This past weekend China celebrated Dragon Boat Festival, a colorful festival which kicks off the heart of the summer, with racing traditionally decorated boats, seasonal snacks and three days off from work. In Chinese, the festival is known as 端午节 (duan wu jie), or the festival of the extremity of noon or the overhead meridian. It is determined by the lunar calendar, the fifth day of the fifth month to be exact, so from year to year it floats around the months of May and June. This year, it happened to nearly coincide with the actual summer solstice, coming on June 20 just a few days before the sun would be at its extreme on the 22nd. We headed across the Pearl River Delta to Macau to observe the holiday and the proper start of summer.
Dragon Boat Festival remembers the life of an ancient poet and statesman, Qu Yuan (屈原), who lived during the Warring States period of ancient China, in about the third century BC. Tradition holds that in protest of the corruption of the government of the time, he threw himself into a river and drowned. Fellow villagers were moved to prevent the decay of his body, and so threw dumplings of sticky rice into the water to distract the fish. Others took off in boats with the head of the dragon to ward off bad spirits and find his body. And two Dragon Boat Festival traditions originated—eating of sticky rice zongzi (粽子), and the racing of dragon boats. Dropping the bundled zongzi to bob in a pot of boiling water, I always think of the ancient story, marveling that battling corruption has origins so ancient and poetic.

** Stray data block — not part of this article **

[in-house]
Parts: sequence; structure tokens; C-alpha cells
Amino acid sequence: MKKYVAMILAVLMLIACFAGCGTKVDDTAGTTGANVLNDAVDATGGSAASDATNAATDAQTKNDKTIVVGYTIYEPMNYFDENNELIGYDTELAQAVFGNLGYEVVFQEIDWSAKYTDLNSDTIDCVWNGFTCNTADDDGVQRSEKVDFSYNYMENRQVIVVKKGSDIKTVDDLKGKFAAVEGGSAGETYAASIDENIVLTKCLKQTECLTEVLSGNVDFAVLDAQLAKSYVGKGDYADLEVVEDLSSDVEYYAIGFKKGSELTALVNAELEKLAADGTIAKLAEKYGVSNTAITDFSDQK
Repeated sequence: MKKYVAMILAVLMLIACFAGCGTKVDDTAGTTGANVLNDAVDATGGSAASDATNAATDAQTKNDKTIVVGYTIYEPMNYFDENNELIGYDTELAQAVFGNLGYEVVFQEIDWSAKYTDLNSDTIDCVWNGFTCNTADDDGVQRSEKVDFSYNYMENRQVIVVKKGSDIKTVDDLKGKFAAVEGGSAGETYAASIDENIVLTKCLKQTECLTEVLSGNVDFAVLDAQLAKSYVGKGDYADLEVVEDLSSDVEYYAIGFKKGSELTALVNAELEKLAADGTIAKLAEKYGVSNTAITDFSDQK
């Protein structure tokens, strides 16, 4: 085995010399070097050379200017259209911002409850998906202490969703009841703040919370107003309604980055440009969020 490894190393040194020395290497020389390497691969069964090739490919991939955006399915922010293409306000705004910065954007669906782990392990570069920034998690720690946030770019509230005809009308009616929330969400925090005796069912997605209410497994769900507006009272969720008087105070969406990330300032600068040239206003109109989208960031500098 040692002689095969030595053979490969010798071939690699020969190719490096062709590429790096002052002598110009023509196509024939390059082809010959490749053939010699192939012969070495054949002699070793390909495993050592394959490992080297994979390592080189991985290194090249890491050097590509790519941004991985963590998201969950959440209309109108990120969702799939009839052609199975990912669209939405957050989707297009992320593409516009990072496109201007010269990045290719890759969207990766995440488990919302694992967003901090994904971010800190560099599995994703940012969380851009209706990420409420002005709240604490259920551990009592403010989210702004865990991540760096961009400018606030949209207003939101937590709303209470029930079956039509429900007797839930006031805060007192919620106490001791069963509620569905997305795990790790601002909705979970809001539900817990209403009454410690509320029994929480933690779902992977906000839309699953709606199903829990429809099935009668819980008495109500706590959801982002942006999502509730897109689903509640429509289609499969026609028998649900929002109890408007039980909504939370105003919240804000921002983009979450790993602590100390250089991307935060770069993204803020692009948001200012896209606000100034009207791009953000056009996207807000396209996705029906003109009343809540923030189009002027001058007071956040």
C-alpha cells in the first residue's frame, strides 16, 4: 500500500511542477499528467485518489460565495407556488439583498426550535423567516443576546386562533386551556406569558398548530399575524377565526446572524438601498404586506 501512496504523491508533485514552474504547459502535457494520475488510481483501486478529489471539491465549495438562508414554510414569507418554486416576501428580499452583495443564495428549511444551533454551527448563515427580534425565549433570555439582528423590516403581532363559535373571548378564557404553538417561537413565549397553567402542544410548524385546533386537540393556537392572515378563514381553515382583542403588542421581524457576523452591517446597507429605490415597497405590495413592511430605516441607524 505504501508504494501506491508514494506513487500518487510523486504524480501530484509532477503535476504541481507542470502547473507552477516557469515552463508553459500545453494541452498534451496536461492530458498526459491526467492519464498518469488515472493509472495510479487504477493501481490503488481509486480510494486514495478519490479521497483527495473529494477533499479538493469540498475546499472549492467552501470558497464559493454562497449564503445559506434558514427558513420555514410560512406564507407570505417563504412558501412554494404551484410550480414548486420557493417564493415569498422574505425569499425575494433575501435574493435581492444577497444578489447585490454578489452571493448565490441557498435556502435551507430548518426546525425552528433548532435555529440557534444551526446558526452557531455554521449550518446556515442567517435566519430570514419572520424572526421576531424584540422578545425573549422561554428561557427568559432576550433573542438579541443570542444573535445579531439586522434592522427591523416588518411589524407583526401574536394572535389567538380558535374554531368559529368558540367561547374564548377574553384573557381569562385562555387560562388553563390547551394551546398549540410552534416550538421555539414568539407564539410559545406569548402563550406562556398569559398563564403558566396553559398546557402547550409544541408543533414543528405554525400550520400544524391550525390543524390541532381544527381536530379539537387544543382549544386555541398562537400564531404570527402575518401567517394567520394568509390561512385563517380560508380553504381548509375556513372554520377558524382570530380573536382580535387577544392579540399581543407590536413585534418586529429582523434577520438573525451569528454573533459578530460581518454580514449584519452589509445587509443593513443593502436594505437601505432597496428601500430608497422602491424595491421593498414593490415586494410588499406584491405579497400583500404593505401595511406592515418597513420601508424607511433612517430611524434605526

An ancient poem attributed to Qu Yuan laments the downfall of his country, with devastating and moving imagery.
After the boat race in Macau, we wandered the village streets, coming upon stalls of dried fish and make shift temples with fists of red incense burning to the local gods. The major A Ma temple at the southern tip of the peninsula of Macau is dedicated to Mazu (妈祖), the ancestral mother of the waters, who protects all those who set sail on the sea. Inside and out, the temple is decorated with the motifs of the sea, carved into outcroppings of stone, and festooned with brilliant flags of local clans. Macau’s maritime roots are a palpable sea spray on this ancient holiday.